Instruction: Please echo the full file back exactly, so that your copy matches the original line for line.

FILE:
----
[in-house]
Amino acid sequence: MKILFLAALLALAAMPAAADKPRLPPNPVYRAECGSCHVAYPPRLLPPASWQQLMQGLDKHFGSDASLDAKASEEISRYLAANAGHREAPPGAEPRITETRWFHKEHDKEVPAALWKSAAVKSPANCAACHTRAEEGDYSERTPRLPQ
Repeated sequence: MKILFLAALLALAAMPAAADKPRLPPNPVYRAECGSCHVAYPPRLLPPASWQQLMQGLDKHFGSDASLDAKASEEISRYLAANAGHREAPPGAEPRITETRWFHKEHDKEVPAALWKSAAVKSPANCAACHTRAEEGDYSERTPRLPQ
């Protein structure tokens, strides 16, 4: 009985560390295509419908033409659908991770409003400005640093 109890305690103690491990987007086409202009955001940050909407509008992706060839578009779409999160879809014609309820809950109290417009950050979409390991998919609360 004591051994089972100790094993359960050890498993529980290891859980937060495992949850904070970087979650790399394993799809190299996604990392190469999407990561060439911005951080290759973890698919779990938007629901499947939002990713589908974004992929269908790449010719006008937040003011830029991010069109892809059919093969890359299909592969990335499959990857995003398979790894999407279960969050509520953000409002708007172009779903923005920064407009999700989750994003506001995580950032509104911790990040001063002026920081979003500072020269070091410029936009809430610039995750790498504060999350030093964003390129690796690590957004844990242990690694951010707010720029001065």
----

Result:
[in-house]
Amino acid sequence: MKILFLAALLALAAMPAAADKPRLPPNPVYRAECGSCHVAYPPRLLPPASWQQLMQGLDKHFGSDASLDAKASEEISRYLAANAGHREAPPGAEPRITETRWFHKEHDKEVPAALWKSAAVKSPANCAACHTRAEEGDYSERTPRLPQ
Repeated sequence: MKILFLAALLALAAMPAAADKPRLPPNPVYRAECGSCHVAYPPRLLPPASWQQLMQGLDKHFGSDASLDAKASEEISRYLAANAGHREAPPGAEPRITETRWFHKEHDKEVPAALWKSAAVKSPANCAACHTRAEEGDYSERTPRLPQ
């Protein structure tokens, strides 16, 4: 009985560390295509419908033409659908991770409003400005640093 109890305690103690491990987007086409202009955001940050909407509008992706060839578009779409999160879809014609309820809950109290417009950050979409390991998919609360 004591051994089972100790094993359960050890498993529980290891859980937060495992949850904070970087979650790399394993799809190299996604990392190469999407990561060439911005951080290759973890698919779990938007629901499947939002990713589908974004992929269908790449010719006008937040003011830029991010069109892809059919093969890359299909592969990335499959990857995003398979790894999407279960969050509520953000409002708007172009779903923005920064407009999700989750994003506001995580950032509104911790990040001063002026920081979003500072020269070091410029936009809430610039995750790498504060999350030093964003390129690796690590957004844990242990690694951010707010720029001065």